Bangkok is deservedly a popular destination these days. I find that I’m often asked for advice from those who plan to go for the first time. They want to know if they’ll need to take baht (the Thai currency), if they’ll need to book an hotel before they go, and various other such questions. This page is intended to help those who have never been there before to learn a little of the ropes and to get them through day one without any hassles.
I’m assuming that you’re going to arrive at Bangkok’s Suvarnabhumi airport. This is quite some distance outside the city, as one might expect, so you’ll be wanting to get to whatever area you’re planning to stay in. Bangkok doesn’t have a city centre, as such, but has several distinct areas.
Having seen all the tourist sites years ago, I tend to hang out mostly in the Sukhumvit area. And anyway, I’m not writing a book here. We’re just talking about day one. If you’re on a package deal, you won’t need much of this, just follow the herd.
OK, so here we are at the airport. There was no point in bringing baht with you, but you’re going to need some now. It’s simply not true that US dollars are accepted everywhere. Where the heck did this piece of misinformation come from? If you want to go on a bus, drink a beer, or eat some food, you need baht. That’s easy. There are plenty of exchange kiosks in the airport offering reasonable rates. Change ten or fifteen quid for starters – you can always shop around later.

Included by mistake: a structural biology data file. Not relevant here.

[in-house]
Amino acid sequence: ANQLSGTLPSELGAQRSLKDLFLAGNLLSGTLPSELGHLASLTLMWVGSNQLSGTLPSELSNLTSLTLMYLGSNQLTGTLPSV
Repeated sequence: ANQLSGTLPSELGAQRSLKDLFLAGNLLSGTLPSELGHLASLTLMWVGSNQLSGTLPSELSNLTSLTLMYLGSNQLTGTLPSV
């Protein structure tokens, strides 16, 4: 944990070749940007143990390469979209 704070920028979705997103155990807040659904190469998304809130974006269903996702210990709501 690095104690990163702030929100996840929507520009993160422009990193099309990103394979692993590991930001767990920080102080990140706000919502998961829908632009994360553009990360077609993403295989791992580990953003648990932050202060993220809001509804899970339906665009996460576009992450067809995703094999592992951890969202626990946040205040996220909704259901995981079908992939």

The airport bus service used to run from the airport to four different routes in central Bangkok. That’s no longer the case. Instead, there’s a rapid transit train, the Airport Rail Link, from the airport’s transport terminal (a couple of minutes from the main airport terminal building by free shuttle) to downtown Bangkok. The journey takes roughly a quarter of an hour on the Express Line and connects (sort of – there’s a five-minute walk involved) with Bangkok’s Underground (MRT) at Makkasan station (MRT Phetchaburi) and with the Skytrain (BTS) at Phaya Thai. However, the two city stations are served by different Express trains, so make sure you get on the right one.
Aha, but you’ll need to know where you’re staying first before you know where in Bangkok you’re going. Well, you have at least two options. You can take your chance at finding a guest house or cheap rooms – easy enough once you’re there but maybe difficult for a jet-lagged first-timer with luggage. So I think you’d be better booking an hotel. A pretty decent one will set you back less than £25 for a night.
If you are going to stay in an hotel, always book through a Thai travel agent (you can find them in the search engines) as they get good discounts compared to the walk-in rate. (The Travel Agent gets commission from the hotel so this service is free to you.) Guest houses are so cheap that you can just “walk in” to them.
I suggest that you book at least one night in a hotel to give you a chance to find your feet before inflicting yourself on an unsuspecting Bangkok. And then… well, that’s another story…
Kay has been an expat for 25 years. She set up the British Expat website more than 15 years ago, whilst living in London and missing the expat life. These days she spends much of her time lugging computers and cameras around the world. (Dave gets to deal with all the really heavy stuff.)